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Accent Modification & Speech/Language Online Sessions

Laura Galt, certified Speech and Language Pathologist, Actor, Drama Desk Winning and Tony Nominated Broadway producer, is offering online, individual and group speech-language, accent/dialect modification, and public speaking sessions to improve your communication skills and/or pronunciation of the English language. 

What is an Accent? 

Nonnative English speakers use the melody, stress, and rhythm patterns of their native language. In addition, the movement of the lips, tongue, and jaw are often influenced by the first language and this will affect the ability to pronounce the consonants and vowels of American English. An accent may become an issue when it interferes with communication and affects the individual’s professional success and future opportunities.

Some people seek out accent modification in order to be more easily understood by others.
What is a Dialect? 
Speakers of the same language may have variations in pronunciation, word choice, voice quality, and grammar patterns due to where they live. There is nothing wrong with these patterns; they are just different. Many people choose to modify a “dialect” to blend in with others in their locale or for professional purposes.

What is involved in Accent (Dialect) Modification Training?

The goal of accent modification training is to help the individual speak effectively so that speech is “listener-friendly.” Accent elimination is not the intention of this training. The individual is actually learning an American accent. After a careful analysis of the individual’s speech patterns, a customized training program is designed.

Why Accent (Dialect) Modification?
You may want to explore Accent Modification if you are a/an:
  • Individual learning English as a second language.
  • Professional wishing to improve their communication at work.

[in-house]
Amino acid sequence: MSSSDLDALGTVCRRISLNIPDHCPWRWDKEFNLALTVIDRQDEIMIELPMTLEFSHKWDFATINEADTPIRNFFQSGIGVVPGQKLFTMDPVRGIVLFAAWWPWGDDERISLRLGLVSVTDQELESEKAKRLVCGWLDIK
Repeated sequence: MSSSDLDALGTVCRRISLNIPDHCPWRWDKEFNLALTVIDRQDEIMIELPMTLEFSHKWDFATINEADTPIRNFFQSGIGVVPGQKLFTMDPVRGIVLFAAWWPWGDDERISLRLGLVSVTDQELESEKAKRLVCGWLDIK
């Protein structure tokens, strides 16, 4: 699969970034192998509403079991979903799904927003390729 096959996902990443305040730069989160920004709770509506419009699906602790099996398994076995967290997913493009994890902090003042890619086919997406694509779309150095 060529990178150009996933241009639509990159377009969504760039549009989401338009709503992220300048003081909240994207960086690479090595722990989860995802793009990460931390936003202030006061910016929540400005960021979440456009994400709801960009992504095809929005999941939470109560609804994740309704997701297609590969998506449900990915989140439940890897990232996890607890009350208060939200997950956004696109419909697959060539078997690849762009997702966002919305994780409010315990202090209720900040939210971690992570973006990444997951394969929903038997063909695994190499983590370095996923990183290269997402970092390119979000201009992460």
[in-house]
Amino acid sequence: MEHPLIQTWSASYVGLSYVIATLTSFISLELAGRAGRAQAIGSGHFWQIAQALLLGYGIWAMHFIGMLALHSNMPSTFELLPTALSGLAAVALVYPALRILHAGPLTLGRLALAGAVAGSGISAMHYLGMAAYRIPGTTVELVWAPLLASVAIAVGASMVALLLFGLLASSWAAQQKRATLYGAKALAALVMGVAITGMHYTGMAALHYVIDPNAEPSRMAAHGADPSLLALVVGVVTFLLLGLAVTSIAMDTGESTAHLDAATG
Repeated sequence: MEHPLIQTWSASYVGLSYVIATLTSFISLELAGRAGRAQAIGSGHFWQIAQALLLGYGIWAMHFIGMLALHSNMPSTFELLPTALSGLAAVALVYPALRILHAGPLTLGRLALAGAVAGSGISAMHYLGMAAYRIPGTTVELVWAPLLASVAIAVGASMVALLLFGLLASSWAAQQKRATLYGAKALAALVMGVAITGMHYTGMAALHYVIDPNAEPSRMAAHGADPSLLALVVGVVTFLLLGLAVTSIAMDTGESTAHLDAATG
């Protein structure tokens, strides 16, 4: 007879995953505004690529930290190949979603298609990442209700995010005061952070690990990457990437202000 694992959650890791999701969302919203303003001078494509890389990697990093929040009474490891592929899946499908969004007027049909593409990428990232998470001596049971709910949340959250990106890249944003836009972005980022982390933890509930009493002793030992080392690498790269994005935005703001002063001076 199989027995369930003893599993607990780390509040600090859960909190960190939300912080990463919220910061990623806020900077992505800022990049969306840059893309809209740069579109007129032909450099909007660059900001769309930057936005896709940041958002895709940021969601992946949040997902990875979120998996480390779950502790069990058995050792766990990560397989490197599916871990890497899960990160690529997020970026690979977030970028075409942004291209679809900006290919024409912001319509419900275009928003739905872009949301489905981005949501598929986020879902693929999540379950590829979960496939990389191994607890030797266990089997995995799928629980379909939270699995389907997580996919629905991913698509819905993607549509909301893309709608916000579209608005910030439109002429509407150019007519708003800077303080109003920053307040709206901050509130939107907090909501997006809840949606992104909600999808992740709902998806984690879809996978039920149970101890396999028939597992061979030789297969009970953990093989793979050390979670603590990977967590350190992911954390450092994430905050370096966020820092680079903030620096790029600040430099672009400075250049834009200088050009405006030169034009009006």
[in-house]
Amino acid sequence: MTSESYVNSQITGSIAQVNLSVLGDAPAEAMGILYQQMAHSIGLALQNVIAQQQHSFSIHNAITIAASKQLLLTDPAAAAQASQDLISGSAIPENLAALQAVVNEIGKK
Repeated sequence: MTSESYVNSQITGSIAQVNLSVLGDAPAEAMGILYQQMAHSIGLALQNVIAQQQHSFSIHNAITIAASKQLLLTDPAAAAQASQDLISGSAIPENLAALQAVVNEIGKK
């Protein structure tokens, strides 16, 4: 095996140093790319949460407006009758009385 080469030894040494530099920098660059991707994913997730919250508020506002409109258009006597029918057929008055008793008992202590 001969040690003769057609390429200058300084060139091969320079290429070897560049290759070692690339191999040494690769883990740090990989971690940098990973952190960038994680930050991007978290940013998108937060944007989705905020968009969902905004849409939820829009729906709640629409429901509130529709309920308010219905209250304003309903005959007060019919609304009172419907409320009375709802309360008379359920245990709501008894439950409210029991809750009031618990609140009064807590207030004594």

• Influencer who wants to appeal to an English-speaking audience.
  • Individual who wishes to change a regional accent.
  • Actor wanting to reduce or learn a new accent for a role.
Researchers Derwing and Munro (2009) described three ways for a speaker to consider how an accent might be affecting their communicative effectiveness (via
  • How is your accent/dialect perceived by the listener through the listener’s comparison of the accent to the speech patterns of the listener’s community?
  • Is your message easily comprehended based on the time and effort required for the listener to process it?
  • Are you intelligible?   At what level does your listener actually understand the message?

What is a Speech-Language Disorder?

Speech is how we say sounds and words. People with speech problems may:

  • not say speech sounds/words accurately or clearly

  • have a hoarse or raspy voice

  • repeat sounds, pause, or create tension/blocks when speaking, called stuttering


Language is the words we use to share ideas and get what we want. A person with a language disorder may have problems:

  • understanding

  • talking

  • reading

  • writing

  • social skills

Children and adults can have speech and language disorders.  How can Laura, Speech-Language Pathologist help you?

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